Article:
Notes From the Northern Colony

populism

by Greum Maol Stevenson

Four years ago, I was preparing to leave the US, where I had lived for 22 years. I decided to leave when Trump got the Republican nomination. I was certain he would win the Presidency, but I intended to leave even if he lost, because I was unwilling to live in a nation where someone like him could be taken seriously as a political candidate.

Though he will soon no longer be President, it is the same nation.

Biden, and others, have said of Trump's America: “This is not who we are.” But it is.

Had it not been for Covid-19, Trump would have won easily this time. He lost by a narrow margin, with the second-highest number of votes in the nation's history, which means almost half the population supports him after seeing what he has done for four years.

Leaving aside the fact that Biden is not much less right wing than Trump, only less incompetent, what is there to rejoice about? Well, America will probably rejoin the Paris Agreement, and...

And that is about it. Capitalism will continue to reign, people will continue to die of being unable to afford healthcare, black people will continue to be murdered by police, and the working class will continue to rarely even be mentioned by the millionaires in elected office, who will pay lip service to protecting the middle class.

America is still the nation that elected Trump four years ago, and came close to electing him again having learned both that he is incompetent and that he is a totalitarian. Trumpism is more powerful now than it was before, and, in the wake of the election being called for Biden, we can expect violence from the fascists Trump enabled.

Americans ignore policy and respond to personality. They support political parties the way people here in Scotland support football teams. Barack Obama, a charismatic Dick Cheney, took George W. Bush's policies even farther than Bush himself dared. Bill Clinton was more of a conservative than his two Republican predecessors. But Democrats were fine with all that, because it was their party leaders. And now, as they cheer, they're cheering for their team, not for any change.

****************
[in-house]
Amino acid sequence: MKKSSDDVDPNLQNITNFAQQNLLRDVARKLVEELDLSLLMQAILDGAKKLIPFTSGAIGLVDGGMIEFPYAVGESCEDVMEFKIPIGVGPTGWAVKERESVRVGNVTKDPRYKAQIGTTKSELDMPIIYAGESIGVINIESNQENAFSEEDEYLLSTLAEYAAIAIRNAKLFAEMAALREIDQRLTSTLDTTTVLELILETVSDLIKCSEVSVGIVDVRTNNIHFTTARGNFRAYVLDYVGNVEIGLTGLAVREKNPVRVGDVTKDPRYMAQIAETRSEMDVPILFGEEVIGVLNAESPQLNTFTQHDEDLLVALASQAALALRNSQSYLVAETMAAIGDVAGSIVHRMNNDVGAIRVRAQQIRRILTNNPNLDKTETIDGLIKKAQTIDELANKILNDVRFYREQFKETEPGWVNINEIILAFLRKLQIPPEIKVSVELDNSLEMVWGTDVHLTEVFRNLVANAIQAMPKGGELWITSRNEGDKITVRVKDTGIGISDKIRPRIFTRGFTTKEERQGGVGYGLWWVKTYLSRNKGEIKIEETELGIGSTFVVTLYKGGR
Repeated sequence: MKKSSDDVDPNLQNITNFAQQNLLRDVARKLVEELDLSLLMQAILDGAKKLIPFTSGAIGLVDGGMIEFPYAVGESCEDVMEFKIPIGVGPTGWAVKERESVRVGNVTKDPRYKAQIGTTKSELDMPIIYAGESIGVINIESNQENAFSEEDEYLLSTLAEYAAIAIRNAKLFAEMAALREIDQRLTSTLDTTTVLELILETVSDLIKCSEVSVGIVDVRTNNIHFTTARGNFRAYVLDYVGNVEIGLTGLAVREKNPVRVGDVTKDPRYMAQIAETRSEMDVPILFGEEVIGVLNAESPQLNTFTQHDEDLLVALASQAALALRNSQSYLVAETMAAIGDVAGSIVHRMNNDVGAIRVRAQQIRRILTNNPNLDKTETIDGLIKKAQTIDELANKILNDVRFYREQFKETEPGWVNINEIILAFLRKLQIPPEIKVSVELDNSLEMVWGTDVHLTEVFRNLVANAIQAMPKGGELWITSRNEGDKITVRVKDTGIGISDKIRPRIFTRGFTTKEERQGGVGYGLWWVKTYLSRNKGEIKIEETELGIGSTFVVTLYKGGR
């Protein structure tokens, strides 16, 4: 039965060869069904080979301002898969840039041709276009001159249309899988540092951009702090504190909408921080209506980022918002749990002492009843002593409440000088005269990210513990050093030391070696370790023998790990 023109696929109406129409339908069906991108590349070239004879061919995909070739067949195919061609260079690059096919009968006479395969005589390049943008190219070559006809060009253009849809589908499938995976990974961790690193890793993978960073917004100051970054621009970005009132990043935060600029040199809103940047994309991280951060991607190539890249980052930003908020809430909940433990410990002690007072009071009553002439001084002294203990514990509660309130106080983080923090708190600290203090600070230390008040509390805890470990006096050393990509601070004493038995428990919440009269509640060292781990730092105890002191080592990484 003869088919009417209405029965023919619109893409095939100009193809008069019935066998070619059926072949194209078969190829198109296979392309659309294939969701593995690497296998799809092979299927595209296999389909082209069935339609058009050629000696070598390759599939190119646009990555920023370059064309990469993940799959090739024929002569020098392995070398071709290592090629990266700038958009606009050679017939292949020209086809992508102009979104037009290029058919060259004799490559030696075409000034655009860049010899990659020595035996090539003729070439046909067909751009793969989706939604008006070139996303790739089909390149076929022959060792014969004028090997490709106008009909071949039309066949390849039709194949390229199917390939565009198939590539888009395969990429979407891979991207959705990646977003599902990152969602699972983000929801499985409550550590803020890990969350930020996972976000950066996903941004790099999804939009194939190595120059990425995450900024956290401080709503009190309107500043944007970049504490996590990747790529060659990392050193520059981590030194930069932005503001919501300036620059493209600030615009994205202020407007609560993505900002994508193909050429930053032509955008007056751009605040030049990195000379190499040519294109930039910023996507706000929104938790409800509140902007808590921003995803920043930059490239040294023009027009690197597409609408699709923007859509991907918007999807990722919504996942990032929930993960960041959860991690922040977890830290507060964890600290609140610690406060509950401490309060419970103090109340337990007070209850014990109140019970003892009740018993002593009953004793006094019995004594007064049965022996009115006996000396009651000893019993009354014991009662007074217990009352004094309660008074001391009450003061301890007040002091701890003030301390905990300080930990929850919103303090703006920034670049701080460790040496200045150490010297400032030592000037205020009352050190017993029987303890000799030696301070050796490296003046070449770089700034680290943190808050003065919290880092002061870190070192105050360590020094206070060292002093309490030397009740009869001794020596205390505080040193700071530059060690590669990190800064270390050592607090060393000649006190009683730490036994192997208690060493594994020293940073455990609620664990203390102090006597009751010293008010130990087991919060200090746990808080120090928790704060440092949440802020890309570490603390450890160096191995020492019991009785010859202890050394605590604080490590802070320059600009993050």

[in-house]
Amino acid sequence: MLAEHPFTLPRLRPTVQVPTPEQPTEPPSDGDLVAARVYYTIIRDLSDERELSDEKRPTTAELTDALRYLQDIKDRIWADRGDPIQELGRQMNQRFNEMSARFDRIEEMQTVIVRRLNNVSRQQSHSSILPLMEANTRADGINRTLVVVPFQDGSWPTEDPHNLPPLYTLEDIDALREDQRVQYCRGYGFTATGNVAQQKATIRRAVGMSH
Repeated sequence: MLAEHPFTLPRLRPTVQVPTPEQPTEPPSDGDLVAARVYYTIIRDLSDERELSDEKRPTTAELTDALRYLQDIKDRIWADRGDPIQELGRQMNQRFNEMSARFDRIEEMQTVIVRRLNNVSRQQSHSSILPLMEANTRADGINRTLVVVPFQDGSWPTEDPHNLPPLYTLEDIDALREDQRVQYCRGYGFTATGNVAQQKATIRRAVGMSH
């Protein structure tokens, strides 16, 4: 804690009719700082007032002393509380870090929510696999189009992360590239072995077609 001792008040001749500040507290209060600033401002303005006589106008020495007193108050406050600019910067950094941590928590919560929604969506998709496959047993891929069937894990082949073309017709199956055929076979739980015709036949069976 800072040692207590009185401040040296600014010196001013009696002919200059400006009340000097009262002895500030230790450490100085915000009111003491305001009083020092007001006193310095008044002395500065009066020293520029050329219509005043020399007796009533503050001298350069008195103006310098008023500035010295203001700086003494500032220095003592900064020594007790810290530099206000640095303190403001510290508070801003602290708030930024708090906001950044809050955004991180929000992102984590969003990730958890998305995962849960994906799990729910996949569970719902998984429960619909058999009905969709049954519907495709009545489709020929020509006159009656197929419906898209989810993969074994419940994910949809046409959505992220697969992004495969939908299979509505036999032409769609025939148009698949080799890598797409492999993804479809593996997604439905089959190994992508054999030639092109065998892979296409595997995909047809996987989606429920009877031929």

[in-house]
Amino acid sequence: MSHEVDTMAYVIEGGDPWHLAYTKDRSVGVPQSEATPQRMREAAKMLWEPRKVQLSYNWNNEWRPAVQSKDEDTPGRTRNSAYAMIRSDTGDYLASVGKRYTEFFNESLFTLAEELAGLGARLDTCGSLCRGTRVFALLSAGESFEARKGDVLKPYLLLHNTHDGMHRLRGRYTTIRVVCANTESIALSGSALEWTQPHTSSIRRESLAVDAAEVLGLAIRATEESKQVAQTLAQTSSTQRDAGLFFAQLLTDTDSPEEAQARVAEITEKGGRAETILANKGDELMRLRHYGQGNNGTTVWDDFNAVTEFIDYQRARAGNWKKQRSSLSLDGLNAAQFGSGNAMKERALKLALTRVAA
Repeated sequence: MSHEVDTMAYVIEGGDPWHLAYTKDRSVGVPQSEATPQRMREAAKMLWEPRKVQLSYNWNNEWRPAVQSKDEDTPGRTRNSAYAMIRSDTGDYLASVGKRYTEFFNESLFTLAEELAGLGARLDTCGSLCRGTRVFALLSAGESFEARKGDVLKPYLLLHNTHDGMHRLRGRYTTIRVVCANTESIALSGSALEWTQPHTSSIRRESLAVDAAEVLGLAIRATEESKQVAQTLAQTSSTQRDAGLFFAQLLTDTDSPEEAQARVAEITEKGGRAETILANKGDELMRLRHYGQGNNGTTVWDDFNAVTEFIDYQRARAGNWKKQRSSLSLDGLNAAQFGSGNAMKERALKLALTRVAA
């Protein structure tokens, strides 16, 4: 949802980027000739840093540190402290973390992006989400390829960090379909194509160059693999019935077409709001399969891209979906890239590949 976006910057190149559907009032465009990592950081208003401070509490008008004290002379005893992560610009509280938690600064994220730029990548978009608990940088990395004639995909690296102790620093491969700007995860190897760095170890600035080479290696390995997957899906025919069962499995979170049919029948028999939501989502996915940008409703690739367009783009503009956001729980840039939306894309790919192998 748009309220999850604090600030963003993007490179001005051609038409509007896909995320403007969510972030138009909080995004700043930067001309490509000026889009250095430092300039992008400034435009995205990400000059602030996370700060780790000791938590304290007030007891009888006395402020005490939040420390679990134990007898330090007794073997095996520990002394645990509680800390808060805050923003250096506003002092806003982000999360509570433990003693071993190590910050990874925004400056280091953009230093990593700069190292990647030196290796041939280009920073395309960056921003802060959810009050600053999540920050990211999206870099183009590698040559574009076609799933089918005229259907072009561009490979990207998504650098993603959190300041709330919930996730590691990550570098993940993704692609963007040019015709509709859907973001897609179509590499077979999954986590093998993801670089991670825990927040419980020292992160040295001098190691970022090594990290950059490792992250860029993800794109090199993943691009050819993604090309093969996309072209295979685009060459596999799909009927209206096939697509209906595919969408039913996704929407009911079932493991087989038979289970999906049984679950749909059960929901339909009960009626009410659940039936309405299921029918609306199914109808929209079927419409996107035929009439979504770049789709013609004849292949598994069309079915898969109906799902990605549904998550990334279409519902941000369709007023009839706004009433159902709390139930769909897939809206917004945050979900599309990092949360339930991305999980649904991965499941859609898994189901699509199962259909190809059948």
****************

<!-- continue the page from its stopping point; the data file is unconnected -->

America is a good place to leave.

#usaelection #americanelection #donaldtrump #joebiden #fascism #populism #scottishblogs #greummaolstevenson

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by Greum Maol Stevenson

Last year, I remarked to a friend that he has what I consider a sexist habit of referring to female politicians by their first names, but uses last names for their male counterparts. He refers to the Scottish First Minister as “Nicola,” but never referred to her predecessor as “Alex.” I told him I thought this showed he took women less seriously than men, seeing them as closer to children than adults.

He replied he always referred to Boris Johnson by his first name, but admitted he did not do that with any other male politicians. I suggested this supported my point, because Johnson's clownish persona made my friend see him as an overgrown child, giving him the same status he gave women.

And it is a persona; in private life, he is not called Boris. His friends and family call him Al, his actual first name (his name is Alexander Boris de Pfeffel Johnson). In a similar way to the US cult of “Bernie” — Sanders's friends and family call him Bernard — Johnson is selling performance, not policy. But, unlike Sanders, he is dangerous.

In this ungrammatical column in The National, Lesley Riddoch does a good job of normalising him by referring to him with chummy, faux-familiarity.

It is of urgent importance not to trivialise this catastrophe with cute nicknames. Call him what he is: the Prime Minister. And in calling him that, consider the ultra-right-wing populist who now holds that office, and see where we are.

#borisjohnson #nicolasturgeon #populism #lesleyriddoch #scottishpolitics #thenational #scotland #scottishblogs #greummaolstevenson

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